According to results presented at TCT yesterday, the BIOSOLVE II study, met is primary angiographic endpoint. Furthermore, the results also showed that there was no evidence of scaffold thrombosis with the Biotronik’s magnesium scaffold. The data have been simultaneously published in The Lancet.
The aim of the BIOSOLVE II study was to investigate the safety and efficacy of a magnesium-based bioresorbable scaffold. The scaffold is designed to be completely absorbed within 12 months of implantation, which is faster than the absorption rate of polymer-based bioresorbable scaffolds.
In the first-in-man study, 123 patients were enrolled in Germany, Belgium, Denmark, the Netherlands, Switzerland, Spain, Brazil and Singapore. The trial’s primary endpoint was in-segment late lumen loss at six months: a late lumen loss of 0.27 ± 0.37mm was associated with the device. Additionally, a low rate of target lesion failure (3.3%) and a very low rate of myocardial infarction (0.8%) were observed. According to Biotronik, the results of the study will be used to obtain CE mark approval for the device.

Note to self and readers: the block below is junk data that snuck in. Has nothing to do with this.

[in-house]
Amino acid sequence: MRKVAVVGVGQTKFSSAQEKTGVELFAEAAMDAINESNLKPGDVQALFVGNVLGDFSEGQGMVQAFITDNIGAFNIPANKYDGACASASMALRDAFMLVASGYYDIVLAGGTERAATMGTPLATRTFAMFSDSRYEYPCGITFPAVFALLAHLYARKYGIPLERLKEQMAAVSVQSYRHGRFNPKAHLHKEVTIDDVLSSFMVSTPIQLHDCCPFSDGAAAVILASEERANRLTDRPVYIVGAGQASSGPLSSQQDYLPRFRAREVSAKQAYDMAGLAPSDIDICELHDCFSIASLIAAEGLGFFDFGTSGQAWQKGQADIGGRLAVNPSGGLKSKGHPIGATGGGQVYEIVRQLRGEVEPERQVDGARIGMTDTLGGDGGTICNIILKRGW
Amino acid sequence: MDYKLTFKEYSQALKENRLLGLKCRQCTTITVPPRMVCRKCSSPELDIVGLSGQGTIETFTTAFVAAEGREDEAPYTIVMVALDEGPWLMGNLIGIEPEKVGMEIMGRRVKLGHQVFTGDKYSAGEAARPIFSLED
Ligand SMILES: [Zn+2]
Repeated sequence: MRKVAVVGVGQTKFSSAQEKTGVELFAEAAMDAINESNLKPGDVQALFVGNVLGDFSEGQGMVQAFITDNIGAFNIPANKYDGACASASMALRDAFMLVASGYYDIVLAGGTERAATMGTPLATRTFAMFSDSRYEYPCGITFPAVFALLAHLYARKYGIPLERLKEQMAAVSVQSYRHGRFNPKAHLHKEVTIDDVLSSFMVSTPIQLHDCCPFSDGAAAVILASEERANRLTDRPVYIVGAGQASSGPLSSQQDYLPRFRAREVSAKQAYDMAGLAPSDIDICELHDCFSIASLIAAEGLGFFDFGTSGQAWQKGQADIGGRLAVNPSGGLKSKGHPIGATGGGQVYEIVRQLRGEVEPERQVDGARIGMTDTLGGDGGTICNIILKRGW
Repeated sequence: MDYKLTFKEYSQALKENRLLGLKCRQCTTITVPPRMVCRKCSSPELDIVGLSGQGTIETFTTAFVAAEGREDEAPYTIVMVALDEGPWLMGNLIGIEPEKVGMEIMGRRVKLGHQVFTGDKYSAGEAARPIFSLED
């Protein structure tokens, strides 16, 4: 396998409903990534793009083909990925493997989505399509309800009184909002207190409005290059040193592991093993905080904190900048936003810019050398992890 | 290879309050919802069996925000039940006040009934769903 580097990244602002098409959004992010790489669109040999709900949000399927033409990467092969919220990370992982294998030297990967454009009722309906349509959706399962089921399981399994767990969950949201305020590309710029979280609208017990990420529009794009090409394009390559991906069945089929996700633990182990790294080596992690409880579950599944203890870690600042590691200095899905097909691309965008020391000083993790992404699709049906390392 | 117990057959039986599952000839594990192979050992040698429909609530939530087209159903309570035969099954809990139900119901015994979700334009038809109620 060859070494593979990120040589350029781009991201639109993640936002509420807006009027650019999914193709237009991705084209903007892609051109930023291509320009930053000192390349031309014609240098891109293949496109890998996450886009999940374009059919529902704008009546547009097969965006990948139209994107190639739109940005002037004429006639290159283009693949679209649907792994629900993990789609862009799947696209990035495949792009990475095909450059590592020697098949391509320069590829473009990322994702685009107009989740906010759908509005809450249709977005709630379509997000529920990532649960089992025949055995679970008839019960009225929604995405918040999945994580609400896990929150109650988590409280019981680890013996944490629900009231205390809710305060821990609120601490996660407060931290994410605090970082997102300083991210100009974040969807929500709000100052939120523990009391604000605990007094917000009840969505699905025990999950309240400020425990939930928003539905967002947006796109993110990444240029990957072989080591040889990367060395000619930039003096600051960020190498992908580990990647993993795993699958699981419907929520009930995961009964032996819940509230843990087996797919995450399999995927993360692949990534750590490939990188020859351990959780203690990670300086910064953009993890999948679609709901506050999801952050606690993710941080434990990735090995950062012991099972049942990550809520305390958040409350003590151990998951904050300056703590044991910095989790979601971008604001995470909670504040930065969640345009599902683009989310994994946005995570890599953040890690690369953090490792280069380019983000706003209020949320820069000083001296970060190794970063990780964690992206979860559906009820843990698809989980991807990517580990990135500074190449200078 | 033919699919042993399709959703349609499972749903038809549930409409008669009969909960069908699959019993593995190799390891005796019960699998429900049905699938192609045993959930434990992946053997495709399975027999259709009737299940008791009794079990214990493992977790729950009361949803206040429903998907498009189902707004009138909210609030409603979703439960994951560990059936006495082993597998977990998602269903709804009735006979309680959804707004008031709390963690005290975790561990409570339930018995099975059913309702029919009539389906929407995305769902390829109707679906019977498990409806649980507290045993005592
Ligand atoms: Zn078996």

Michael Haude (Lukaskrankenhaus, Neuss, Germany), who presented the data at TCT and who is the principal investigator of the study, says: “The results of BIOSOLVE-II confirm that the Biotronik magnesium scaffold is both a safe and effective option for treating coronary artery disease, and establish it as the first clinically-proven magnesium-based bioresorbable scaffold. The device’s favourable safety profile, as demonstrated by the lack of any scaffold thrombosis at six months from implantation, was especially remarkable.”
He added that the scaffold has advantages over synthetic polymer-based scaffolds because it can be inflated in a single step, noting “It is based on a natural element widely present in the human body, and the magnesium-based properties promote a faster and simpler implantation procedure.”